Reply
  • mrtanner70 - Thursday, December 27, 2012 - link

    A little more journalistic push back would go a long way. In Intel's eyes they have co-opted you Anand, it's a clear strategy on their behalf, they know you are influential.

    A brand new atom should not be solely compared with an aging Tegra. I have no problem with the companion core issue given RT does not use it, but a Krait RT product, or Ipad (despite the o/s issue) would have been a much more apples to apples comparison in terms of chip generation. If this article had included one or both of those in addition to the Tegra3 it would have been vastly more credible.

    You have the power to push back for the best comparison YOU, not Intel, can think of.
    Reply
  • Braumin - Thursday, December 27, 2012 - link

    Brand new Atom and aging Tegra 3? The Atom CPU is the same CPU with minor tweaks that was first introduced 5 YEARS ago.

    The Tegra 3 is a chip that is barely a year old... and still on sale today.

    Anand will test a Krait tablet when they are available. Right now there are none. That alone makes this a fair comparison.

    And there will be a new Atom next year. When the Krait comes out on a Windows RT tablet, should we then hold off until the new Atom comes out before we do comparisons, or should we compare PRODUCTS YOU CAN BUY RIGHT NOW? I mean both of these devices are new products in the last two months. How is this not relevant?

    I mean seriously. These comments are disgusting I used to think most Anandtech readers were tech savvy, but that's obviously not the case anymore.
    Reply
  • jwcalla - Thursday, December 27, 2012 - link

    The problem with most hardware sites, this one not excluded, is that they seem to be unconcerned about the software influences on these comparisons.

    Now I love Anand but he's just as guilty in this point in many of the reviews he posts. He'll have a SunSpider benchmark of this platform vs. that platform and then draw conclusions about the hardware, which you just simply cannot do. Such a benchmark allows you to draw conclusions about the entire system only. Now that's definitely important from the perspective of a product review where, ultimately, only the user experience matters. But you can't draw conclusions about A6X vs. Samsung Dual or whatever based on a benchmark run on completely different software stacks.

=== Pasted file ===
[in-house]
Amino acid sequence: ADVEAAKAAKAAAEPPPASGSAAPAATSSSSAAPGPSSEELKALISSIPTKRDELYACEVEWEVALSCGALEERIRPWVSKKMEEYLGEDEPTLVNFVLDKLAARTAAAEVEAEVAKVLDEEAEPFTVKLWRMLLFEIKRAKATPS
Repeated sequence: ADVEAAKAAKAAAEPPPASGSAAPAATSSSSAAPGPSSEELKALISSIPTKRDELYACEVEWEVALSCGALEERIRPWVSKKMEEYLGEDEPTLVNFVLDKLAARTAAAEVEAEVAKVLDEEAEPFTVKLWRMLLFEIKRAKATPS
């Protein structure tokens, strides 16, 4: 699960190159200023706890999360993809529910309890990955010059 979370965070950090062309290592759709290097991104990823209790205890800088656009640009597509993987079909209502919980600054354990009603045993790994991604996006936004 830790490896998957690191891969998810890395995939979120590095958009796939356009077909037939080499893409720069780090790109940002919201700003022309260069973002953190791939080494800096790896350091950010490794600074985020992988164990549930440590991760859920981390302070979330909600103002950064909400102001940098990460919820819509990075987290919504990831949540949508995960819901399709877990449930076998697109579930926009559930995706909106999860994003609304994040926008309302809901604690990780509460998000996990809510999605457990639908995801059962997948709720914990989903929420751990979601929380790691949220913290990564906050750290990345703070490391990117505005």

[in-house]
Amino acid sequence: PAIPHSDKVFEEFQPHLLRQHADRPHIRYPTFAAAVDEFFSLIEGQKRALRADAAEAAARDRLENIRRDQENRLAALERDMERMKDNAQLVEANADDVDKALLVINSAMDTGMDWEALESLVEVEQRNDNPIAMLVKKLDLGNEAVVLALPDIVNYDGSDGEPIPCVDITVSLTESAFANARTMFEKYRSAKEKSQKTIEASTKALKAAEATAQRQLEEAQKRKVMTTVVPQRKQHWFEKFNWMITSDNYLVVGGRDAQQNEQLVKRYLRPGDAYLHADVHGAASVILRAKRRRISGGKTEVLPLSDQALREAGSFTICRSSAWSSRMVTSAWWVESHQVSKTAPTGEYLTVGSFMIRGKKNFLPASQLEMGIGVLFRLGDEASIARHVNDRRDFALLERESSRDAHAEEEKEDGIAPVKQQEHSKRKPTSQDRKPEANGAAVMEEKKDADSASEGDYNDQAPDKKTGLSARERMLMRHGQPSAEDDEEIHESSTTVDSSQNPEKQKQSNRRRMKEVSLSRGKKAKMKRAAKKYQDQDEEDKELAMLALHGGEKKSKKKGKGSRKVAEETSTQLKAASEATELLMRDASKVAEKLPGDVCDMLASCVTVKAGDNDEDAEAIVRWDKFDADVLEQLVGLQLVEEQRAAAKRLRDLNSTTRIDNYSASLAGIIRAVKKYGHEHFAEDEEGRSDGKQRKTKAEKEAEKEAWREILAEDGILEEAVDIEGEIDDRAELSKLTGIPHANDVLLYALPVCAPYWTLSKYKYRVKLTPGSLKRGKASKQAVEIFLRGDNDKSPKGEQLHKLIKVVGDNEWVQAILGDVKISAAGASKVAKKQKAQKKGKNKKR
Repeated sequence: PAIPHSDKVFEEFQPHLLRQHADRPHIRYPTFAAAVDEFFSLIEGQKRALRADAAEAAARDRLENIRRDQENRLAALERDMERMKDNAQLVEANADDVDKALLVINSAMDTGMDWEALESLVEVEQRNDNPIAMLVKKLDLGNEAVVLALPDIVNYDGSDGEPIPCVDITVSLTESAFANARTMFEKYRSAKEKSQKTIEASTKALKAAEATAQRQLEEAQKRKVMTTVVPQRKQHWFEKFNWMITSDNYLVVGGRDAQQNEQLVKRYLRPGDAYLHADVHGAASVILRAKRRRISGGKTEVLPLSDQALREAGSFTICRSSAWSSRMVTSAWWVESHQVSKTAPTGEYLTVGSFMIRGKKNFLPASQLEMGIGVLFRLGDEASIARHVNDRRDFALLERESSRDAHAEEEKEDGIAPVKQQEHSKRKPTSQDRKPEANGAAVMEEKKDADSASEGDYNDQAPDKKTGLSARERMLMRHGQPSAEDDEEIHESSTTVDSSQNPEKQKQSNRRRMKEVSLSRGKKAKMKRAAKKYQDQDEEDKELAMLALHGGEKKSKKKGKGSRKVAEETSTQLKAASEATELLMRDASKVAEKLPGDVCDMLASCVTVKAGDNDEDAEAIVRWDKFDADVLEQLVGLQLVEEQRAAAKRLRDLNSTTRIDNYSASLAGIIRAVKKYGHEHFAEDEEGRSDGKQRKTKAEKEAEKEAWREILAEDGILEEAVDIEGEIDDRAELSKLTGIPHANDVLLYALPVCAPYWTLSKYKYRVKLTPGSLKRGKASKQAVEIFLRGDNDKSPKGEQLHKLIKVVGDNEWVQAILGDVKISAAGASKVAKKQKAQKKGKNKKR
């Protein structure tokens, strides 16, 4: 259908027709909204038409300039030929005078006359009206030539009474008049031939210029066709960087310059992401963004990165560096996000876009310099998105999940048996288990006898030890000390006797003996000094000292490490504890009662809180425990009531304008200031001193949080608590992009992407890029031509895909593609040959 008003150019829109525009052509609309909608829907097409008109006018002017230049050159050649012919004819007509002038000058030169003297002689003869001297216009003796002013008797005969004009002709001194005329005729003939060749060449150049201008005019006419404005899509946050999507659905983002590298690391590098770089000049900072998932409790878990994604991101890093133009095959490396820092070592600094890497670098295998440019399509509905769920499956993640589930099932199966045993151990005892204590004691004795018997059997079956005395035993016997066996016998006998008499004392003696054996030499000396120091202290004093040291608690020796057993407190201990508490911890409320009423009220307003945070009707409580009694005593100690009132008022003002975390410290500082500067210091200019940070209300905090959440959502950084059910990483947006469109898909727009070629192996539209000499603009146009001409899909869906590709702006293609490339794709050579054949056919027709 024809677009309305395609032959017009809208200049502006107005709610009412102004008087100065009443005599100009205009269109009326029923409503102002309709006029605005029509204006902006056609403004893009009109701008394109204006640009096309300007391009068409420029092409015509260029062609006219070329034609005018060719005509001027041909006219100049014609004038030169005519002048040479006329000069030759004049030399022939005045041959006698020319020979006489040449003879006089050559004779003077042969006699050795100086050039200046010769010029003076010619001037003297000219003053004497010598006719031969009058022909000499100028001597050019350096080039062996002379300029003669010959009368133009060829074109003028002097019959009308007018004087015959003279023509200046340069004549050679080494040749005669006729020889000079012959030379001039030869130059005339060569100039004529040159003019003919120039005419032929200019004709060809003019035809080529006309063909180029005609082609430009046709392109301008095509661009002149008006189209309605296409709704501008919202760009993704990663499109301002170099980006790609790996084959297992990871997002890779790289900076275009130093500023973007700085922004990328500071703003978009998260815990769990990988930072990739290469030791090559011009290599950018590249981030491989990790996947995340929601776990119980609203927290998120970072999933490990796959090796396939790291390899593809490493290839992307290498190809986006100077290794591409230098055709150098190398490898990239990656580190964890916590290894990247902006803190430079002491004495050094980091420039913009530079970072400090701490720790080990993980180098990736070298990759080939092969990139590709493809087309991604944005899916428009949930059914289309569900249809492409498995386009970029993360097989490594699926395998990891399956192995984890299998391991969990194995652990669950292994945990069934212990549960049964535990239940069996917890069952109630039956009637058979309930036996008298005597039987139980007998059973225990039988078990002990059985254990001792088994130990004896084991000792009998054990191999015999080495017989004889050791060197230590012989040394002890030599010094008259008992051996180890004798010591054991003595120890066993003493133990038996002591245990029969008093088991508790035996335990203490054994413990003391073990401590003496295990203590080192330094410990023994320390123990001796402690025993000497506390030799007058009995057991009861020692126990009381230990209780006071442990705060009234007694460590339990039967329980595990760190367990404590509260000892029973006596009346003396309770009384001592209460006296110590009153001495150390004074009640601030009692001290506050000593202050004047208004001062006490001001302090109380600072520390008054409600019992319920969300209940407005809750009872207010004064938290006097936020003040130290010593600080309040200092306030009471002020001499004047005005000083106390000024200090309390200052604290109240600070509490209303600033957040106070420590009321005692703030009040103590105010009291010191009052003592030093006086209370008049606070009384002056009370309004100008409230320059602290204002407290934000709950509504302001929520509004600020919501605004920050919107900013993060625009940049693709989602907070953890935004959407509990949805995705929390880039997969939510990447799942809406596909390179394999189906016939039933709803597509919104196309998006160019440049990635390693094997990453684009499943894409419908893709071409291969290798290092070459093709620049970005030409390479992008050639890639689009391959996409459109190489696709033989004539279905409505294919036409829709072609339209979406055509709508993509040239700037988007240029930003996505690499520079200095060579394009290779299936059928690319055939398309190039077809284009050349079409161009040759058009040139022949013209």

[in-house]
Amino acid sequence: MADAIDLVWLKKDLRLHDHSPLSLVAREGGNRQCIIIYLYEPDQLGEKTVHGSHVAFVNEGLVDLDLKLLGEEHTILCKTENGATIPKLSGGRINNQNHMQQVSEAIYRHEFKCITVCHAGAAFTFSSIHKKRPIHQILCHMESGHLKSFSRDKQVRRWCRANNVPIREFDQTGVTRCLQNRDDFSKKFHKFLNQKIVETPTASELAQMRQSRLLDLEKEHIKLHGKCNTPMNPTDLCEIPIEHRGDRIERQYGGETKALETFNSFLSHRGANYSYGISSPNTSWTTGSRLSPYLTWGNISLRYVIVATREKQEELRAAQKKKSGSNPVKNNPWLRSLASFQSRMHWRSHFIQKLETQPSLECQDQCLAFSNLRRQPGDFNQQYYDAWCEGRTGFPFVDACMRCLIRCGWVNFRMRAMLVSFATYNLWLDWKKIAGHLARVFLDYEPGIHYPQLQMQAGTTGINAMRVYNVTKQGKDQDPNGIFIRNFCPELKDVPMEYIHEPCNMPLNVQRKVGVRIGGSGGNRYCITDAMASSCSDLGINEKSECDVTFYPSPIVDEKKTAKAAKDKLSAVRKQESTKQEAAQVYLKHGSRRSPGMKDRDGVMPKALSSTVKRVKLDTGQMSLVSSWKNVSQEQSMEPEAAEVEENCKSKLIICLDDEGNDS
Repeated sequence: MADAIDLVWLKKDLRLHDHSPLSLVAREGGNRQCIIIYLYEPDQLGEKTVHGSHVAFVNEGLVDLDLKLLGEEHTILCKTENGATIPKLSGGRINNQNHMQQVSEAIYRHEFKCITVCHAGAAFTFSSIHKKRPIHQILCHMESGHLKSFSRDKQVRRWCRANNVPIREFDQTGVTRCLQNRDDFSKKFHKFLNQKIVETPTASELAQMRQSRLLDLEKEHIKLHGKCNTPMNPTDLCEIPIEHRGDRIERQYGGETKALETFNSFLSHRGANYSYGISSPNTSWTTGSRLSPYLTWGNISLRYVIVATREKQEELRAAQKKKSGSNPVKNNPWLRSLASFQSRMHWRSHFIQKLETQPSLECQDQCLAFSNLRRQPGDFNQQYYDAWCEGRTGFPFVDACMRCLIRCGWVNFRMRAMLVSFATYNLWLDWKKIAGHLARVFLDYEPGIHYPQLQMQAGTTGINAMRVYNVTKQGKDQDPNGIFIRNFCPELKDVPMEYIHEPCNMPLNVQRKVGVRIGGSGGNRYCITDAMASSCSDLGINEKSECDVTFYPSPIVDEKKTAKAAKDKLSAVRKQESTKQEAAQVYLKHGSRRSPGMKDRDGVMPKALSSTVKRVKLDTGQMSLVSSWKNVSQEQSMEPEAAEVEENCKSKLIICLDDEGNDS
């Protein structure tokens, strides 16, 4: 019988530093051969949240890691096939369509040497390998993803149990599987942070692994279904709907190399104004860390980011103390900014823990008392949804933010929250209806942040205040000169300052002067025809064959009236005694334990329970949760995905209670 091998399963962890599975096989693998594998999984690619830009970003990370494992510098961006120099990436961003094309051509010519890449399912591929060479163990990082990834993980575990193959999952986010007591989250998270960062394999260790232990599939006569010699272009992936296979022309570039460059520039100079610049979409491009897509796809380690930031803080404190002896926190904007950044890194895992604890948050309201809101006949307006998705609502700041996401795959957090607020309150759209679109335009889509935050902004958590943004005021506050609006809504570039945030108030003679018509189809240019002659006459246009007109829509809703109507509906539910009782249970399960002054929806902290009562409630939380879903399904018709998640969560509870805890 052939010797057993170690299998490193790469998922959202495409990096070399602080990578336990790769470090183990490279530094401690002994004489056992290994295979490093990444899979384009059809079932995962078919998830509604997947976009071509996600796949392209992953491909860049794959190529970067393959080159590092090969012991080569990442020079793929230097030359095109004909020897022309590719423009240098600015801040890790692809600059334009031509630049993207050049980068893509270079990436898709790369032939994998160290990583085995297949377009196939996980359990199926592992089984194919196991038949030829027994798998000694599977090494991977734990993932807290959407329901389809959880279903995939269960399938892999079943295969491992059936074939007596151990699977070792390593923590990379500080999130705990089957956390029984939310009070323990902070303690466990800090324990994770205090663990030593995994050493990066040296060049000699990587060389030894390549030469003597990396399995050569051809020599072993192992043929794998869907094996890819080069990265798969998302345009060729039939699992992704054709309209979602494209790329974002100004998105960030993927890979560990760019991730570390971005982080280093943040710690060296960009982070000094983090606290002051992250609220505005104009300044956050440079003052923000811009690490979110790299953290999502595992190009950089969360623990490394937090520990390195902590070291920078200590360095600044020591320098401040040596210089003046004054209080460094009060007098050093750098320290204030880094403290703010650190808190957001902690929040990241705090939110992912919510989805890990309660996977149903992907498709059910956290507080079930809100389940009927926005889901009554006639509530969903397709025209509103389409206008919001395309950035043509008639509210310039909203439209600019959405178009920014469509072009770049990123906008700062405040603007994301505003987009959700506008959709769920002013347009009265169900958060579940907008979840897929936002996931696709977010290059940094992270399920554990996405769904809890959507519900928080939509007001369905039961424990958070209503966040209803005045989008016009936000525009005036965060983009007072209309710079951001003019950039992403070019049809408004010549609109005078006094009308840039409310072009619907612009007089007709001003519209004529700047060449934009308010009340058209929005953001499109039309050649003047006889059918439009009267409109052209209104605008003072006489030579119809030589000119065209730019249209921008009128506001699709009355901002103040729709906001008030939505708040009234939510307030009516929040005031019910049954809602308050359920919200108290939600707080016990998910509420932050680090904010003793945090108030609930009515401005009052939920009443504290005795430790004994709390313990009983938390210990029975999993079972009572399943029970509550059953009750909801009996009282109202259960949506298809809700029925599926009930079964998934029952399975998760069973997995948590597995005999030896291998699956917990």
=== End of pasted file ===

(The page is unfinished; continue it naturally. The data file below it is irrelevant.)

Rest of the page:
Likewise, measuring differences in the cold boot process of Surface RT vs. Surface Pro doesn't really tell us... anything... about the hardware at least. Just a cursory understanding of computers explains to us why that is.

    However, the goal of this article is to show that Intel can make a chip that plays in the same ballpark as ARM's Cortex-A9s. I'm not sure that that actually establishes anything significant though, since Intel is clearly the challenger in this market... and showing up isn't enough to get wins -- as Anand points out. But it's also what we already knew: when you scale back performance and simplify the instruction set, you get lower power usage.
    Reply
  • kyuu - Thursday, December 27, 2012 - link

    I think Win8 vs. WinRT are as close as your going to get software-wise between an ARM-system vs. an x86-system. Reply
  • mrtanner70 - Thursday, December 27, 2012 - link

    While the underlying architecture is not new, clover trail absolutely is. It just started showing up in shipping devices. It's a comparison designed to be the most favorable one possible for Intel, and a good journalist would push for the best one period. You have an odd definition of disgusting. Reply
  • jwcalla - Thursday, December 27, 2012 - link

    To me these results don't even begin to provide a compelling motivation for Apple or Samsung (e.g.) to drop their own designs (and in the latter case, fabs) for Intel in their products. Why introduce a third-party to your supply chain for what amounts to differences that are almost entirely in the noise? (And can easily be caused by measuring errors, software differences, compiler advantages, etc.)

    The only real plus that Intel brings to the table is for the Windows folks who are enamored with the idea of running XP apps on their phones. But there aren't enough of these people to turn the tide in a market where ARM clearly has a stronghold.

    However, Intel should be successful at stemming any losses in the ultrabook or server markets.
    Reply
  • kyuu - Thursday, December 27, 2012 - link

    There aren't a whole lot of people who care about running x86 apps on their phone, true. However, there are lot of people who would like to run x86 apps on their tablets. Reply